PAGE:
Electric-vehicle push bumps up against chaos in nickel market

Surging nickel prices threaten to put a dent in the auto industry’s EV ambitions, with the key battery metal caught up in war-induced supply worries.
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| Updated on: 10 Mar 2022, 04:29 PM
FILE PHOTO: An electric car is seen plugged in at a charging point for electric vehicles. (REUTERS)
FILE PHOTO: An electric car is seen plugged in at a charging point for electric vehicles. (REUTERS)
FILE PHOTO: An electric car is seen plugged in at a charging point for electric vehicles. (REUTERS)
FILE PHOTO: An electric car is seen plugged in at a charging point for electric vehicles.

A global push among automakers to expand their lineups of electric vehicles just got a lot more expensive.

Surging nickel prices threaten to put a dent in the auto industry’s EV ambitions, with the key battery metal caught up in war-induced supply worries and a short squeeze that’s sent prices to unprecedented highs. While analysts say prices will subside from current stratospheric levels, the bad news is that they could remain elevated and add hundreds of dollars in costs.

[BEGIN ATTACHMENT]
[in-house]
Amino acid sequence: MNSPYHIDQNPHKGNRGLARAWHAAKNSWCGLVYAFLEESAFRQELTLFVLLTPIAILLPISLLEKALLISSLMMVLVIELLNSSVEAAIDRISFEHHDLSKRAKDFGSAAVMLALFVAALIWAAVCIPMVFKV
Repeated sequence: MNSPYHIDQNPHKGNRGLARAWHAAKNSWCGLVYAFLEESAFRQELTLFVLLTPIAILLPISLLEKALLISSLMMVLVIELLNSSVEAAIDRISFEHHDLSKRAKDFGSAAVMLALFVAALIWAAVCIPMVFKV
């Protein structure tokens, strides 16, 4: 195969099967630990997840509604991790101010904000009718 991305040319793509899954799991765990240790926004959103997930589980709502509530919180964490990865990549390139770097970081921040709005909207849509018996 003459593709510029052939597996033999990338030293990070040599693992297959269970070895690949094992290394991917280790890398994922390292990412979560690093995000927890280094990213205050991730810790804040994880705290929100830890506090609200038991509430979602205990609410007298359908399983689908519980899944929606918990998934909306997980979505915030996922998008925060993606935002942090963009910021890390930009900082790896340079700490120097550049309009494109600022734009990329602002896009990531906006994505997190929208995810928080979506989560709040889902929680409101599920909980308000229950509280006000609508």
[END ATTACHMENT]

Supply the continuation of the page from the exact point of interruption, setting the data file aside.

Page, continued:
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The EV industry was already scrambling to secure battery metals for an expected jump in demand. Tesla Inc.’s Elon Musk in recent years has pointed to the chances of a structural deficit for nickel among his biggest concerns. The price surge means automakers will have to redouble efforts to find substitutes or alternate sources, one of which could come from Tsingshan Holding Group Co., the Chinese mining giant at the center of the short squeeze that last year introduced a way to produce battery nickel from low-grade ore.

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“Nickel is the single biggest component in terms of cost," said Sam Abuelsamid, principal research analyst at Guidehouse Insights. “So any change will have a significant impact."

For now, buyers are also saddled with a lot of uncertainty over prices. The London Metal Exchange said it doesn’t expect the nickel market will reopen before March 11, after trading was suspended Tuesday following the price frenzy. 

While nickel prices had been rallying for weeks amid fears of disruption from key supplier Russia, this week’s price spike was triggered when holders of short positions, including Tsingshan, rushed to close them out.